Victoria Atkins, Financial Secretary to the Treasury, said:
‘I am proud that the UK is once again demonstrating leadership on tackling global tax evasion, helping to secure the revenue that’s essential for the public services we all use.
‘We are sending out a strong message that we will not allow criminals to use crypto to avoid paying their fair share.’
Internet link: GOV.UK
Real Living Wage to increase by 10%
The Real Living Wage is set to increase by 10%, the Living Wage Foundation has announced.
The rate will rise to £12 an hour across the UK and £13.15 an hour in London. The increase will affect over 460,000 people working for 14,000 Real Living Wage employers across the UK.
Unlike the National Living Wage (NLW), the Real Living Wage is independently calculated based on rising living costs and applies to everyone over 18.
Katherine Chapman, Living Wage Foundation Director, said:
‘As inflation eases, we cannot forget that low paid workers remain at the sharp end of the cost-of-living crisis. Low paid workers continue to struggle with stubbornly high prices because they spend a larger share of their budget on food and energy.
‘During these tough economic times, it is heartening that record numbers of employers are signing up to join the Living Wage movement, protecting everyone who works for them – including cleaners – from rising prices and seeing the benefits of a more motivated and engaged workforce.’
Internet link: Living Wage Foundation website
Rate of inflation falls as interest rates held
UK inflation fell to a two-year low while the base rate of interest was unchanged by the Bank of England for the second month in a row.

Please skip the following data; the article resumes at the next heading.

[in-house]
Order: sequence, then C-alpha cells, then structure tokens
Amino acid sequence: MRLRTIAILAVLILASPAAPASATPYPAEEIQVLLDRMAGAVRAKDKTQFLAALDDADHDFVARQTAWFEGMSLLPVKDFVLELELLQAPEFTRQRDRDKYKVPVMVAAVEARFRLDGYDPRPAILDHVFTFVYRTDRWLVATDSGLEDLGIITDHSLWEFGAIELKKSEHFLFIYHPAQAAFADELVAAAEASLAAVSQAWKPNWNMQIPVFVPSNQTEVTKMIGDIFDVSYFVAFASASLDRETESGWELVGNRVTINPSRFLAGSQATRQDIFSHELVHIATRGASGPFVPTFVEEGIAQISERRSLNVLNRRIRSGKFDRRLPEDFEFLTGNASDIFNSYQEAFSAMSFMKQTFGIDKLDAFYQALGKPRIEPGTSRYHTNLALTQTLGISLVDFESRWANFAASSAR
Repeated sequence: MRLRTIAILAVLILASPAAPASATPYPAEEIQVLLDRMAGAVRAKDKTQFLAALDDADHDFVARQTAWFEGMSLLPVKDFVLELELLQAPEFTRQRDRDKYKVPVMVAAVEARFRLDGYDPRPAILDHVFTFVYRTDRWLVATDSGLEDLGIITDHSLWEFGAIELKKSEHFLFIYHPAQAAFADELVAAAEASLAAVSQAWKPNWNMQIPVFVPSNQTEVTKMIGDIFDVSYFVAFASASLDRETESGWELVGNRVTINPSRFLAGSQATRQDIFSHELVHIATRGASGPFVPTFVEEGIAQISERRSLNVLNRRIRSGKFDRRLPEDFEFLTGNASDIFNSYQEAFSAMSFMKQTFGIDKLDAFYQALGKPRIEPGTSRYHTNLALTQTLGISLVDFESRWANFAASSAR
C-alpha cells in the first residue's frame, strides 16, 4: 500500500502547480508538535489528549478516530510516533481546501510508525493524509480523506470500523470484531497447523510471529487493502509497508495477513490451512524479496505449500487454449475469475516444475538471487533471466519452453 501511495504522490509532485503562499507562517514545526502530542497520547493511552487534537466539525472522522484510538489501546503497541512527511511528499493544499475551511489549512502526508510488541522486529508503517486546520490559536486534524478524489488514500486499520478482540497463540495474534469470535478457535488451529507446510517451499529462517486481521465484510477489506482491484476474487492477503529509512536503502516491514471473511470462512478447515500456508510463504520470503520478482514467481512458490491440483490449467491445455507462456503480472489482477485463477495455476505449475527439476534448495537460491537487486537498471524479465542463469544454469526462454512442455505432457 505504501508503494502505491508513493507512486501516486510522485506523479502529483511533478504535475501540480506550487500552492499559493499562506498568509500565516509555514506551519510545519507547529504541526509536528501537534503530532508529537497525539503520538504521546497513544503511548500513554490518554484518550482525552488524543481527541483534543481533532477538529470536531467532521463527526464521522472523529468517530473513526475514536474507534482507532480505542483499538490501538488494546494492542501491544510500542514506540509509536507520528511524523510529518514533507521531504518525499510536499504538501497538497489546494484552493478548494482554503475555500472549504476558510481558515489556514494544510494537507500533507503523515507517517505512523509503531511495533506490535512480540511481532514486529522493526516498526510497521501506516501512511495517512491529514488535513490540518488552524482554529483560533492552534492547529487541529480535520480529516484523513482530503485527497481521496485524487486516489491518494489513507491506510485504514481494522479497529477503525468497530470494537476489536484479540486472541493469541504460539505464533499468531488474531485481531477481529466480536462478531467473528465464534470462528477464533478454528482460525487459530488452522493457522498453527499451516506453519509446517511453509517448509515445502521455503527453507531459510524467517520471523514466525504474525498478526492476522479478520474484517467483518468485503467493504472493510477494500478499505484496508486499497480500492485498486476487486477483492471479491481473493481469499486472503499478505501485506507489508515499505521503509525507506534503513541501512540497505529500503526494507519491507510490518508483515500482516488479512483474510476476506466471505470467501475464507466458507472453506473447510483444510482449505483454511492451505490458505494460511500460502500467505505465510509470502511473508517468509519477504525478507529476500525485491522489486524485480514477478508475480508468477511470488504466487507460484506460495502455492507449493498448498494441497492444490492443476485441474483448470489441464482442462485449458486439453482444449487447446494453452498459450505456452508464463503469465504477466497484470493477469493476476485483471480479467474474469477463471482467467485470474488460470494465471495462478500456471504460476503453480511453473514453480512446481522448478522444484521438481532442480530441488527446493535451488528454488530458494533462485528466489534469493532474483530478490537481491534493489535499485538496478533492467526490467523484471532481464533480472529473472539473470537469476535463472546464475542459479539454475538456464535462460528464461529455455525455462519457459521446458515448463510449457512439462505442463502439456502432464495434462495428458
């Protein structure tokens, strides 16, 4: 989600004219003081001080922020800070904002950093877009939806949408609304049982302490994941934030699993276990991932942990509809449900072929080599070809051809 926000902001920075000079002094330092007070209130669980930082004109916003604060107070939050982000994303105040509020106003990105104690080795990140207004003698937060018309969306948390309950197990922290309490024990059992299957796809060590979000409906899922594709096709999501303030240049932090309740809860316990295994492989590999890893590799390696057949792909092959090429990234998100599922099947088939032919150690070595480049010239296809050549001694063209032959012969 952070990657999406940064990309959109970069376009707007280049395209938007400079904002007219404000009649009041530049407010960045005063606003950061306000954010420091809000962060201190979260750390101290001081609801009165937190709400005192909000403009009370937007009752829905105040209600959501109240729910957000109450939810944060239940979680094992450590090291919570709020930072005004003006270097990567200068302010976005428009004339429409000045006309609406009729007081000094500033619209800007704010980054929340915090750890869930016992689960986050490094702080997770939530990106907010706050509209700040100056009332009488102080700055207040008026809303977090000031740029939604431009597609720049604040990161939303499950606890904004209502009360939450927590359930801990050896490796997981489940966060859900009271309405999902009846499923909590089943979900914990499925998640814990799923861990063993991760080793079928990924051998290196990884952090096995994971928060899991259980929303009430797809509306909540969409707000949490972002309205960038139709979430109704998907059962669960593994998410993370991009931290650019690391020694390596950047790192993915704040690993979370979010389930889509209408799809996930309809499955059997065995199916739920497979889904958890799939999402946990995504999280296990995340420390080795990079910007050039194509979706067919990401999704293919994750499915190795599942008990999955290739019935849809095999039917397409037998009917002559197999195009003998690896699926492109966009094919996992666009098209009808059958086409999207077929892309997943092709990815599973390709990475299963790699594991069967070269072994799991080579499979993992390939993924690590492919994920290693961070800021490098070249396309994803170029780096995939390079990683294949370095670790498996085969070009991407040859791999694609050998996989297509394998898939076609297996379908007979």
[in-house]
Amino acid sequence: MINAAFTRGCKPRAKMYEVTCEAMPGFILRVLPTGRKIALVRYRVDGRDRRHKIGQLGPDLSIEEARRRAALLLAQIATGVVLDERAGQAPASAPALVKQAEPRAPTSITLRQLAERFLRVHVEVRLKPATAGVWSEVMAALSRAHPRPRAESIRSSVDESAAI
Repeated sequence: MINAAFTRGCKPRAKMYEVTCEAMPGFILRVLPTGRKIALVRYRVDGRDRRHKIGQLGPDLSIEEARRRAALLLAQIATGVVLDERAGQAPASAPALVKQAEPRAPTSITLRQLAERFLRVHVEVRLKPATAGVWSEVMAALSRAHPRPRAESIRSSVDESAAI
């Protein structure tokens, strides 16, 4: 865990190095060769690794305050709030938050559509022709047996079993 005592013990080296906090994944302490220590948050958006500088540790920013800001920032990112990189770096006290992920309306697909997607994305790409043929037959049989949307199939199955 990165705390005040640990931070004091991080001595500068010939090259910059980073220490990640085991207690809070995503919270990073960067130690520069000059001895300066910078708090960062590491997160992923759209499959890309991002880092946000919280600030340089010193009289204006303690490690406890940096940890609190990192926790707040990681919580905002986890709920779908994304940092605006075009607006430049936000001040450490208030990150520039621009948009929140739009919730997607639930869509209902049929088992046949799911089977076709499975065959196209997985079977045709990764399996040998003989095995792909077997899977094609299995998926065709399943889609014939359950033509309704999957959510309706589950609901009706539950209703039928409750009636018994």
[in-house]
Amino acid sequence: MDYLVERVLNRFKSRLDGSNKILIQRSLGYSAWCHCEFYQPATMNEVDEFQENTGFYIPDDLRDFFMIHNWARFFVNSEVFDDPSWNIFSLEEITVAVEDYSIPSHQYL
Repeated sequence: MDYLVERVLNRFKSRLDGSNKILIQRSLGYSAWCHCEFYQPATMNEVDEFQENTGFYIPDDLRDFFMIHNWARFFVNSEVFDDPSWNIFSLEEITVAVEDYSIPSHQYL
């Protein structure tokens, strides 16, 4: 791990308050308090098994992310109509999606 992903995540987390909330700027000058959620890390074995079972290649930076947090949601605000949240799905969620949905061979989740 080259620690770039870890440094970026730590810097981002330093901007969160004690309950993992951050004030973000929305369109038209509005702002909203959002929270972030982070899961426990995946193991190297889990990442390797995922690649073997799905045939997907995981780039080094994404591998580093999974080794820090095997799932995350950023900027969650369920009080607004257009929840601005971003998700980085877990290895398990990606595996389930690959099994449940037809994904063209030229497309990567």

The Office for National Statistics (ONS) found that the UK’s rate of Consumer Price Index inflation fell to 4.6% from 6.7% in September.
The ONS found that a small reduction in the energy price cap helped to bring the inflation rate down. According to the data, electricity costs are down 15.6% compared to a year earlier, whilst gas costs are down by 31%.
Meanwhile, the Monetary Policy Committee (MPC) held the base interest rate at 5.25%.
The latest decision marks the second time in a row that interest rates have been held at 5.25% – their highest level in 15 years.
David Bharier, Head of Research at the British Chambers of Commerce (BCC), said:
‘The decision to again hold the interest rate at 5.25% will allay some concerns of the businesses we speak to that are unable to stomach further rises.
‘Our research has shown that interest rates have grown as a key issue among companies. This is especially true for smaller firms and those in consumer facing sectors who have seen rising borrowing costs and decreased customer demand.’
Internet link: ONS website Bank of England website BCC website
Advisory fuel rates for company cars
New company car advisory fuel rates have been published and took effect from 1 December 2023.
The guidance states: ‘you can use the previous rates for up to one month from the date the new rates apply’. The rates only apply to employees using a company car.
The advisory fuel rates for journeys undertaken on or after 1 December 2023 are:
|1400cc or less
|1401cc – 2000cc
|1400cc or less
|1401cc – 2000cc
|1600cc or less
|1601cc – 2000cc
HMRC guidance states that the rates only apply when you either:
- reimburse employees for business travel in their company cars
- require employees to repay the cost of fuel used for private travel.
You must not use these rates in any other circumstances.
The Advisory Electricity Rate for fully electric cars is 9p per mile. Electricity is not a fuel for car fuel benefit purposes.
If you would like to discuss your company car policy, please contact us.
Internet link: GOV.UK AFR